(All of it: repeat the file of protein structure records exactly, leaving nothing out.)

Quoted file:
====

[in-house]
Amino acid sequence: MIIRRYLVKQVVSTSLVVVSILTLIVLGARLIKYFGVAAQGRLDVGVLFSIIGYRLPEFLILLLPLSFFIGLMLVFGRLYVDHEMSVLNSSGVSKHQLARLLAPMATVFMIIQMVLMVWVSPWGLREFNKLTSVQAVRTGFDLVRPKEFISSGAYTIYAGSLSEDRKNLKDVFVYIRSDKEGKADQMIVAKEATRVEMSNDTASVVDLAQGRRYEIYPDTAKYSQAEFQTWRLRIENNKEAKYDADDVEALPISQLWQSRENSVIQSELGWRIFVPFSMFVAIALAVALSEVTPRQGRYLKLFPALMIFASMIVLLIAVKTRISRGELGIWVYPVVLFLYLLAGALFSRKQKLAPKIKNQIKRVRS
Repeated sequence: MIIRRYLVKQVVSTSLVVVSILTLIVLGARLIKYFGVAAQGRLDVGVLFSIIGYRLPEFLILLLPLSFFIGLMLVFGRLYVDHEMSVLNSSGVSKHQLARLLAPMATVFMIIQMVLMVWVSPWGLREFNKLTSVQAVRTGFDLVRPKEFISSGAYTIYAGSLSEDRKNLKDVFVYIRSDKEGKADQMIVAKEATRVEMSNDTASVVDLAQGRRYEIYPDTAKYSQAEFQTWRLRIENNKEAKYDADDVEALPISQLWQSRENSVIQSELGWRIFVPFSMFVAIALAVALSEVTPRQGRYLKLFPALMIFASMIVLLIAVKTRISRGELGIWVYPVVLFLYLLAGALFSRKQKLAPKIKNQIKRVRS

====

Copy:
[in-house]
Amino acid sequence: MIIRRYLVKQVVSTSLVVVSILTLIVLGARLIKYFGVAAQGRLDVGVLFSIIGYRLPEFLILLLPLSFFIGLMLVFGRLYVDHEMSVLNSSGVSKHQLARLLAPMATVFMIIQMVLMVWVSPWGLREFNKLTSVQAVRTGFDLVRPKEFISSGAYTIYAGSLSEDRKNLKDVFVYIRSDKEGKADQMIVAKEATRVEMSNDTASVVDLAQGRRYEIYPDTAKYSQAEFQTWRLRIENNKEAKYDADDVEALPISQLWQSRENSVIQSELGWRIFVPFSMFVAIALAVALSEVTPRQGRYLKLFPALMIFASMIVLLIAVKTRISRGELGIWVYPVVLFLYLLAGALFSRKQKLAPKIKNQIKRVRS
Repeated sequence: MIIRRYLVKQVVSTSLVVVSILTLIVLGARLIKYFGVAAQGRLDVGVLFSIIGYRLPEFLILLLPLSFFIGLMLVFGRLYVDHEMSVLNSSGVSKHQLARLLAPMATVFMIIQMVLMVWVSPWGLREFNKLTSVQAVRTGFDLVRPKEFISSGAYTIYAGSLSEDRKNLKDVFVYIRSDKEGKADQMIVAKEATRVEMSNDTASVVDLAQGRRYEIYPDTAKYSQAEFQTWRLRIENNKEAKYDADDVEALPISQLWQSRENSVIQSELGWRIFVPFSMFVAIALAVALSEVTPRQGRYLKLFPALMIFASMIVLLIAVKTRISRGELGIWVYPVVLFLYLLAGALFSRKQKLAPKIKNQIKRVRS